This story is amusing enough to publish (with permission), even though it is about goings-on outside the Suwannee River Basin.
Various Notropis species form unusual spawning aggregations. For example, here is a spawning aggregation of the noble Notropis chrosomus AKA the Rainbow shiner, arguably the most colorful fish in North America. This aggregation was photographed in Marshall creek near Monroeville Alabama north of Mobile.
What? Fish that spawn upside down in the air above waterfalls in a part of the country that can’t possible have waterfalls? OK, I owe you an explanation.
Once upon a time, and a long ago time it was, I was building a waterfall and stream as environmental art for the University of North Florida that was funded (sort of) by their art in architecture program. 99% of the people in Pensacola are super straight and affiliated with the military, so I had trouble finding like minded people to cavort with. So it was that I befriended Mr. Moon, the owner of a punk rock club. Though he had spent his whole life in the basement he was eager to see what the outside world looked like. Toward that end I took him with me on a trip to the nearby Red hills of Alabama.
I suspected that Marshall creek, a tributary to the Alabama river, might have exposures of limestone, and thus caves. The terrain of the Red hills is much more complex than one might expect in a place just north of Mobile Alabama. I suspect that a salt dome pushed up the Red hills, so now the terrain is almost mountainous.
We were wandering down Marshall creek when I began to see brilliant red and blue sparks in the water. The effect was hallucinatory, how could I be seeing electric sparks in the creek? So I toked up and looked more closely. That was when I realized the colors were coming from little fish that resembled Neon tetras but were twice as big. I reached a gravel bar where there were hundreds of these marvelous creatures in a breeding aggregation, stuck my waterproof Minolta Weathermatic in the water, and took the photo above. It was my first underwater photo.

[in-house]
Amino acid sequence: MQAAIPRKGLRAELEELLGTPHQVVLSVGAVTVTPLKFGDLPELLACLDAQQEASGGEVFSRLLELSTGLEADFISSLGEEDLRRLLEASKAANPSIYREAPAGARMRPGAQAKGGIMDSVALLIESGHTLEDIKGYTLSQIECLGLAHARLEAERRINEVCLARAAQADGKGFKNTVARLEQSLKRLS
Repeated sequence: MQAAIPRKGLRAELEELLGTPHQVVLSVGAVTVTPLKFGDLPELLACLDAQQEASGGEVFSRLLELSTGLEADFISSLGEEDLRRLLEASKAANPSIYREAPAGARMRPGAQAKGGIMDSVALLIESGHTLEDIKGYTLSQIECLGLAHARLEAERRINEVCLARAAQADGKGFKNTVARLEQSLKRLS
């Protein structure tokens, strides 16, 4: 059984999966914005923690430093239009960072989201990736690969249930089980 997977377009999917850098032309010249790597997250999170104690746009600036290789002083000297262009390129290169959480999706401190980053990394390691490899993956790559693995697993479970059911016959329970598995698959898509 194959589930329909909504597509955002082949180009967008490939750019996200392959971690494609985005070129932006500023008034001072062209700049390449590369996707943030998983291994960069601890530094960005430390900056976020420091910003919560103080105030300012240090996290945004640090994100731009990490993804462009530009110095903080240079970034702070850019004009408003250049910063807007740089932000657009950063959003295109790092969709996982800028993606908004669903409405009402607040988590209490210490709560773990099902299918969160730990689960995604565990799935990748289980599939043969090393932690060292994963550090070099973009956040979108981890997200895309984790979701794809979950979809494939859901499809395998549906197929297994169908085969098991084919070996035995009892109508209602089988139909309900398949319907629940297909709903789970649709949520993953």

Shortly thereafter we were walking along the creek when Mr. Moon said, “Weazel, the Bubbas tell me that there are deadly water moccasins that jump out of trees into fishermen’s boats, thus necessitating blowing a hole in the bottom of the boat with a shotgun. Is that true?”
I hastened to assure him that those were harmless watersnakes, for moccasins never climb trees. A few moments later I heard a branch break overhead and momentarily hesitated. That was when a gigantic water moccasin fell from the tree above and landed with a thud at my feet. If I had not hesitated it would have landed on my head. It was monstrous in size, and atypically blond in color, almost yellow. Needless to say I just had to pick it up! Meanwhile Mr. Moon screamed, “No! Don’t touch it!” He took the following photo with my Weathermatic. Note that there are two of me, and that I had big hair!
Later that day we circled around to the Conecuh river where I discovered the waterfall seen in the first photo with the fish.
Back in Pensacola I had the film developed. Two Weazels and upside down flying fish??? Apparently, I had somehow managed to reload the already exposed film. Why weren’t the original images destroyed when I changed film? How did the fish wind up upside down when the double Weazels were right side up?
All of this remains a mystery, but what would you expect from the heartland of Southern Gothic storytelling, home of Harper Lee?
So, don’t worry, moccasins don’t ever fall into boats. Well, hardly ever.
And yes, Sleazeweazel is real; I have paddled with him.
For more of his stories, here is his blob, as he calls it:
-jsq, John S. Quarterman, Suwannee RIVERKEEPER®